Read What do the PISA results tell us about Scottish education? (Professor Mark Priestley)

It is not unusual for immigrant children to perform better than a country’s majority population children in STEM subjects. Yet, the fact that they are able to perform so well in Scotland might offer some insights into why native Scottish children are not doing equally well. One of the reasons could be a lack of interest and motivation, indicating an important area for the policy development.

@MarkRPriestley , cutting through a pile of hype around Scotland’s PISA results. The success of immigrants ask a question, IMO, about the importance of extra-school influence on success in school.

The discussions around  PISA, success of cfe and the like are well above my blogger brain grade but fascinating and important.

Another interesting thread from @mrmcenaney

the improvement in reading, it is FAR more likely a consequence of what was happening in primary school 10 years ago, when the current PISA cohort started school, than 3 years ago, when they went to secondary.

It is really hard for humans and especially politicians it seems to look to the long term. We worry about possible bear attacks as opposed to glacier melting.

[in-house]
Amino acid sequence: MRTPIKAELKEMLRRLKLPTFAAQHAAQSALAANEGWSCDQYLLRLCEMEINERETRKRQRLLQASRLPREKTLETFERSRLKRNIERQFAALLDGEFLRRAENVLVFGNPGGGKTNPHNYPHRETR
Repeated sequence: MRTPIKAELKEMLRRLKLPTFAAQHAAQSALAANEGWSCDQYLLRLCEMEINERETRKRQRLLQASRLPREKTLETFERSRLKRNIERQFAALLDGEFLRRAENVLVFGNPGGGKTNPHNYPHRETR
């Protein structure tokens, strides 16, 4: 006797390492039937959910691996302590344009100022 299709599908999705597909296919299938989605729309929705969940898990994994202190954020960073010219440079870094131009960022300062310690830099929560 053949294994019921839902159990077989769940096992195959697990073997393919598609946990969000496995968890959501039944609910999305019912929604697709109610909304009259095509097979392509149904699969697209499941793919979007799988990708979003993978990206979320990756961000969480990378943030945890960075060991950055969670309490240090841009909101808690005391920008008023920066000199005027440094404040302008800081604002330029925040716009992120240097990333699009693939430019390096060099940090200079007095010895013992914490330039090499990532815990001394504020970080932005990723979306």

Replied to What Happened to Tagging? by Aaron DavisAaron Davis

Alexander Samuel reflects on tagging and its origins as a backbone to the social web. Along with RSS, tags allowed users to connect and collate content using such tools as feed readers. This all changed with the advent of social media and the algorithmically curated news feed. Samuel wonders if we h…

Hi Arron, thanks for this link (and many others). I remember when I first got involved in educational blogging it was fairly simple to pull together tags from any blog (via technorati ), twitter and flickr and display them on one page. I made a few for different educational events in Scotland. A marvellous opportunity now lost, hopefully to return.

Politics #blogvember 30

A day late for the last day of blogvember.

Interesting thread.